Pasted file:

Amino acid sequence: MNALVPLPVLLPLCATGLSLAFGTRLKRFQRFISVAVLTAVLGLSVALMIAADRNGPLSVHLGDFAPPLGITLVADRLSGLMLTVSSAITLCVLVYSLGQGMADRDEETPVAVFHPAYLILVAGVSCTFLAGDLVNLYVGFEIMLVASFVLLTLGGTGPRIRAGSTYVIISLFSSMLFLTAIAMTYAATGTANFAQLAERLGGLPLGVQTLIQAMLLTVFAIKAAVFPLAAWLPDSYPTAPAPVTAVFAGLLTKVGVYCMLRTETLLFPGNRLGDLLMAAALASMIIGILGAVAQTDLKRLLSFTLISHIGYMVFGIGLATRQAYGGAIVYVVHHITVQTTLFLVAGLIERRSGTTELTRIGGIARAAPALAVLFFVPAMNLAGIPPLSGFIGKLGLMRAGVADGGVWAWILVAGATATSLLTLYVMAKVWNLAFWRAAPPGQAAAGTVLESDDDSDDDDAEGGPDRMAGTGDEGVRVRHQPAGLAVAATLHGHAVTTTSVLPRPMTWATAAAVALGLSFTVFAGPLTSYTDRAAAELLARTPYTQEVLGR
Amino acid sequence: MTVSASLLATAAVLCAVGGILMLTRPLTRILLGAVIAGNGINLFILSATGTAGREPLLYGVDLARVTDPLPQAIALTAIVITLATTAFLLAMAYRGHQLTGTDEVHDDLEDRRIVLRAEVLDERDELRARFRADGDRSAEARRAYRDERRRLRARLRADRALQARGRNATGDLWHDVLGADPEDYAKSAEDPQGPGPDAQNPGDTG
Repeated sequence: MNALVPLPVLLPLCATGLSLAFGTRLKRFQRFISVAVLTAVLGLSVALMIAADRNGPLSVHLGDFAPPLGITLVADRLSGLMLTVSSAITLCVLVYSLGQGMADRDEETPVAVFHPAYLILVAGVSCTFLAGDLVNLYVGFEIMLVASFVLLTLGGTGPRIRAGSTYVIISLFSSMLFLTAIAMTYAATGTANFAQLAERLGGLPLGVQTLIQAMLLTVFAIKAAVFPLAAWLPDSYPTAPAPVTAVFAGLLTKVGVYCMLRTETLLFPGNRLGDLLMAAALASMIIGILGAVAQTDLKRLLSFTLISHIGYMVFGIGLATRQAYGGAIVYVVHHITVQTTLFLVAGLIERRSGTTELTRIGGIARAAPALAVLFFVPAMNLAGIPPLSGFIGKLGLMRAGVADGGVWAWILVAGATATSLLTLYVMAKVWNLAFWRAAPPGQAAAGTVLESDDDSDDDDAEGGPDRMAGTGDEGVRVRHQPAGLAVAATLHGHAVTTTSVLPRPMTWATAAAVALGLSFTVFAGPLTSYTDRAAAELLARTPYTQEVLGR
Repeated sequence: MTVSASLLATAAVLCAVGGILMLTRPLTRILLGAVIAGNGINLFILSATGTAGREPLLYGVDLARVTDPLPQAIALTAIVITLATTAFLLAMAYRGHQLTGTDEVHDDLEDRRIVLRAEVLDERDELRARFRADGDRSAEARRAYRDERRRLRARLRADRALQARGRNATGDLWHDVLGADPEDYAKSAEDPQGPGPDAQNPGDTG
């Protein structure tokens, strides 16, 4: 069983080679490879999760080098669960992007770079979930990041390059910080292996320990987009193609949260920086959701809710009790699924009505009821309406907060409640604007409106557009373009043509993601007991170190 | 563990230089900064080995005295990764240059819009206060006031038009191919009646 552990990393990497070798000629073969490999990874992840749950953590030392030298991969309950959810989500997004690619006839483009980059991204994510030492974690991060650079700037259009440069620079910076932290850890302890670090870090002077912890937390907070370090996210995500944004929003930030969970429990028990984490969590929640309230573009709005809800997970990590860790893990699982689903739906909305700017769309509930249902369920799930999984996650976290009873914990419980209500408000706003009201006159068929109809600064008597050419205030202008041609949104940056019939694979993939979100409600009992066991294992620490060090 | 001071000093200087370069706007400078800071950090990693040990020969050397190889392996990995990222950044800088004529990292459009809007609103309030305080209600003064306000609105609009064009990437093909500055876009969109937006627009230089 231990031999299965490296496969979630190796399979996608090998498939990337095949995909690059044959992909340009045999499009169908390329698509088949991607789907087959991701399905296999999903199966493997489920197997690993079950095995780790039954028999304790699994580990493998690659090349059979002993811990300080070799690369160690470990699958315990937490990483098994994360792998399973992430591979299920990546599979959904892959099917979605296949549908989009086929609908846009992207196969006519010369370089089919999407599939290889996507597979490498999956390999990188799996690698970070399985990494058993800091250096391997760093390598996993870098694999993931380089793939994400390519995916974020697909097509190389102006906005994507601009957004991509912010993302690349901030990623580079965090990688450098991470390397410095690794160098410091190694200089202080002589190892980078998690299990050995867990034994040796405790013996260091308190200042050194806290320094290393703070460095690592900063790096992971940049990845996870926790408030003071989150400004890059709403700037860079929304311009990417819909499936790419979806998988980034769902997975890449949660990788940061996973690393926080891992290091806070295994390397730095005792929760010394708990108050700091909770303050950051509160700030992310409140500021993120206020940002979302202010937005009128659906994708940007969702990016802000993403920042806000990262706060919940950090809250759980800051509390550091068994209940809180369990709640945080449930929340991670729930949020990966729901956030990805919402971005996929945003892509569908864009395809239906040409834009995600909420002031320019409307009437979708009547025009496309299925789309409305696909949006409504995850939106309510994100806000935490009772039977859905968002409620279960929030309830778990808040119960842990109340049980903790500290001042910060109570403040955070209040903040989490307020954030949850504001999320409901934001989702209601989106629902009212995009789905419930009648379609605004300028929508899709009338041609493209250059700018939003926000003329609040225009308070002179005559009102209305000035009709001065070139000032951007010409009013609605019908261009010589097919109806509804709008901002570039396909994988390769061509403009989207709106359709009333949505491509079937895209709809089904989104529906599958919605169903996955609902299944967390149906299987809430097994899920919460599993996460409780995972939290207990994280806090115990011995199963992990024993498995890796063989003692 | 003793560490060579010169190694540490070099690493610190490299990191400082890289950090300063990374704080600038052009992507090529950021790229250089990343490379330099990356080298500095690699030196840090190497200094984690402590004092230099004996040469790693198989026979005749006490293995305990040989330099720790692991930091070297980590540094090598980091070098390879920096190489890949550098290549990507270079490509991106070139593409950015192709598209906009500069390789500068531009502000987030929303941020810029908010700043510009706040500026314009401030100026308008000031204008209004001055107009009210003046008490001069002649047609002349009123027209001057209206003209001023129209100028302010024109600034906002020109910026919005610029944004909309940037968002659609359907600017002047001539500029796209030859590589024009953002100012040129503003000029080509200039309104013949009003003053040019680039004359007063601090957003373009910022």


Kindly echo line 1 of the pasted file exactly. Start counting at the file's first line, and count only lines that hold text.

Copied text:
Amino acid sequence: MNALVPLPVLLPLCATGLSLAFGTRLKRFQRFISVAVLTAVLGLSVALMIAADRNGPLSVHLGDFAPPLGITLVADRLSGLMLTVSSAITLCVLVYSLGQGMADRDEETPVAVFHPAYLILVAGVSCTFLAGDLVNLYVGFEIMLVASFVLLTLGGTGPRIRAGSTYVIISLFSSMLFLTAIAMTYAATGTANFAQLAERLGGLPLGVQTLIQAMLLTVFAIKAAVFPLAAWLPDSYPTAPAPVTAVFAGLLTKVGVYCMLRTETLLFPGNRLGDLLMAAALASMIIGILGAVAQTDLKRLLSFTLISHIGYMVFGIGLATRQAYGGAIVYVVHHITVQTTLFLVAGLIERRSGTTELTRIGGIARAAPALAVLFFVPAMNLAGIPPLSGFIGKLGLMRAGVADGGVWAWILVAGATATSLLTLYVMAKVWNLAFWRAAPPGQAAAGTVLESDDDSDDDDAEGGPDRMAGTGDEGVRVRHQPAGLAVAATLHGHAVTTTSVLPRPMTWATAAAVALGLSFTVFAGPLTSYTDRAAAELLARTPYTQEVLGR